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I was just looking at the new specs - for a chester db7vs - they quote 50rpm as minimum. Warco quote zero for the WM180 (0-1250? On ‘lower speed band’. Not much else to comment on. Still would not load up the motor at slow speed without extra cooling.

My lathe will go down below 40rpm at the spindle with the motor running at 50Hz, but I would not want to work it hard for any long time at below 25Hz, although it will run happily much slower on light loads, at least for short periods. I reckon my lathe is far more resilient to low speed operation than any chinese option.

Lainchy10/10/2019 14:58:08
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I'll certainly bear it in mind... and indeed, in the past, when parting steel... I've pulled the tool back out and run the motor up to higher speed to help cooling. It's just something I'm aware of. The Chester (an I assume Warco) starts at about 50rpm.

I will be roughing out with TC insert tooling, and finishing with HSS.

JasonB10/10/2019 15:52:05
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Working at max diameter you may well find the machine just stalls at 50rpm, different if you are running that speed and say threading M6 where the diameter is much smaller. That is why I advocate 3-400rpm and not too deep a cut. My 280 will happily do 10" flywheels at 300rpm but just comes to a stop if I take the same DOC at 50rpm, Brushless and inverter versions are better but may still be stalled.

Lainchy10/10/2019 16:01:29
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Thanks Jason

May well pick up the Victoria or even a half beam at the show. S50 first though... plenty to learn.

Bazyle10/10/2019 17:35:28
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There are other ways. If say you decide on something with a 10 in flywheel will you feel obliged to get a 10 in lathe? Apart from the, rather unnecessary, height raising designs that have been around for years you sometimes need to get out of the mindset of using the lathe only as it was intended.

How about making a jig to ensure a true hand drilled hole in the centre. Then mount on a spigot on the cross slide and slowly turn by hand against an end mill or flycutter in the spindle. Think of your lathe as a general purpose mounting system with some parts that can be moved precisely and other parts that can provide rotating motion.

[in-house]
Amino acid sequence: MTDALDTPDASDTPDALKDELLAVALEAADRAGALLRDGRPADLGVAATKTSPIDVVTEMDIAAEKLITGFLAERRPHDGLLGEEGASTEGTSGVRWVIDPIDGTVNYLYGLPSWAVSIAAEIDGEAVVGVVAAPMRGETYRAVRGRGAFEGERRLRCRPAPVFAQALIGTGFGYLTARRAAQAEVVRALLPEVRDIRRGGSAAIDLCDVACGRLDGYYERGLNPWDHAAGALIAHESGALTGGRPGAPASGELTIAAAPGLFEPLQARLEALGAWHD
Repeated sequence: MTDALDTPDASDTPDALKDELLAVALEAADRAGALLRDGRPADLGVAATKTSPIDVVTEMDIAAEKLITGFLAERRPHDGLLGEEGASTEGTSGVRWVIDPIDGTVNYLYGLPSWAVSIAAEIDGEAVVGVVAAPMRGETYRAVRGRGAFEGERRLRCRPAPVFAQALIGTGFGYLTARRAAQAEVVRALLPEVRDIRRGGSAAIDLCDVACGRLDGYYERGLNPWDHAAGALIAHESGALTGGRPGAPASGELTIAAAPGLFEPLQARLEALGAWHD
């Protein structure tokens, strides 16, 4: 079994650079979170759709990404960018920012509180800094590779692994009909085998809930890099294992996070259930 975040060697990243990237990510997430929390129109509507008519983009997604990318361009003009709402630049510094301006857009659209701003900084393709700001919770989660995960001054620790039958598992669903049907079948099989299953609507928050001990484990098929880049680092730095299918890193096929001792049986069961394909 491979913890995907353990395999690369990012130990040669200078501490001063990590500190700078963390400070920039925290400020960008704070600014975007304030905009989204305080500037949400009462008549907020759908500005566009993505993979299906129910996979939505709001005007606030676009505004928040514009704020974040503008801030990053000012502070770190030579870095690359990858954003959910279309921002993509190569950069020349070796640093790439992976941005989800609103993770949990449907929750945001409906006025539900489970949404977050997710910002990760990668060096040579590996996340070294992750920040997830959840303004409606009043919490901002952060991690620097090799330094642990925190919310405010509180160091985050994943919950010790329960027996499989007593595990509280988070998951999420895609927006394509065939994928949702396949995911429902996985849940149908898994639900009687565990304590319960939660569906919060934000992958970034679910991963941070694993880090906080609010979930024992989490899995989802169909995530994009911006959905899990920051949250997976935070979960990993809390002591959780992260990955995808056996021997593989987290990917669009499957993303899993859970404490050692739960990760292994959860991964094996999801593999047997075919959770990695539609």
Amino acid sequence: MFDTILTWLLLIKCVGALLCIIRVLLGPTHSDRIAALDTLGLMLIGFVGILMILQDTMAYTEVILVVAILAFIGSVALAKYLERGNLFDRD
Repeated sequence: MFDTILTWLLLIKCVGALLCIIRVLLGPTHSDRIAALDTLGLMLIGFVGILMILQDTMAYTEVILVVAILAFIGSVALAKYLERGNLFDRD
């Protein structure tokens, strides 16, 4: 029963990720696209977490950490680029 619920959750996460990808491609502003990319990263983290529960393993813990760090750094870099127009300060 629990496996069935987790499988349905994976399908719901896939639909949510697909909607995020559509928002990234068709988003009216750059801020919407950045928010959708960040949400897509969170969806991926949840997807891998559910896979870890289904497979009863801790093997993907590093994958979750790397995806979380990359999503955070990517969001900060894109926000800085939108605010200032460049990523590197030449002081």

If you did want to run it as 'normal' but are concerned about low speed torque use the flywheel itself as a pulley rigging up your electric drill at the front such that the belt leaves a gap where the tool is cutting.
Generally get more adventurous.cool

not done it yet10/10/2019 19:03:55
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Poster has a mill. A rotary table could be a useful investment. Just another way to get the result required?

Lainchy10/10/2019 20:49:32
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Thanks guys. I bought my Chester lathe due to budget... I knew I'd need lots of tooling too. I kind of didn't expect to be thinking about larger flywheels at the time of purchase. I knew I wanted to build something S50/10V/10H size, but now that I've started on my engineering journey (very beginning still) I am tempted by the bigger kits.

My mill is the WM14, and, I have already bought a 4" rotary table to fit + 4 jaw and 3 jaw chucks for that. I'm guessing I could bolt the flywheel down to that then? and use an end mill to clean around the circumference? I'd be concerned about getting things concentric maybe... but... if the lathe is out... there's another suggestion! so many thanks!

not done it yet10/10/2019 22:36:24
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Be wary of the quality of your rotary table. Some do not last long with ‘circumference’ cuts. It is often safer to make multiple plunging cuts and simply clean up with a conventional direction final cut. Climb milling may be something to avoid at all costs. Of course, not all are like that, but....

Lainchy10/10/2019 22:43:26
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...likely. It was a Warco purchase, and not their top of the range. I bought it to round conrod ends on the S50. Tried climb milling.... very very light cuts only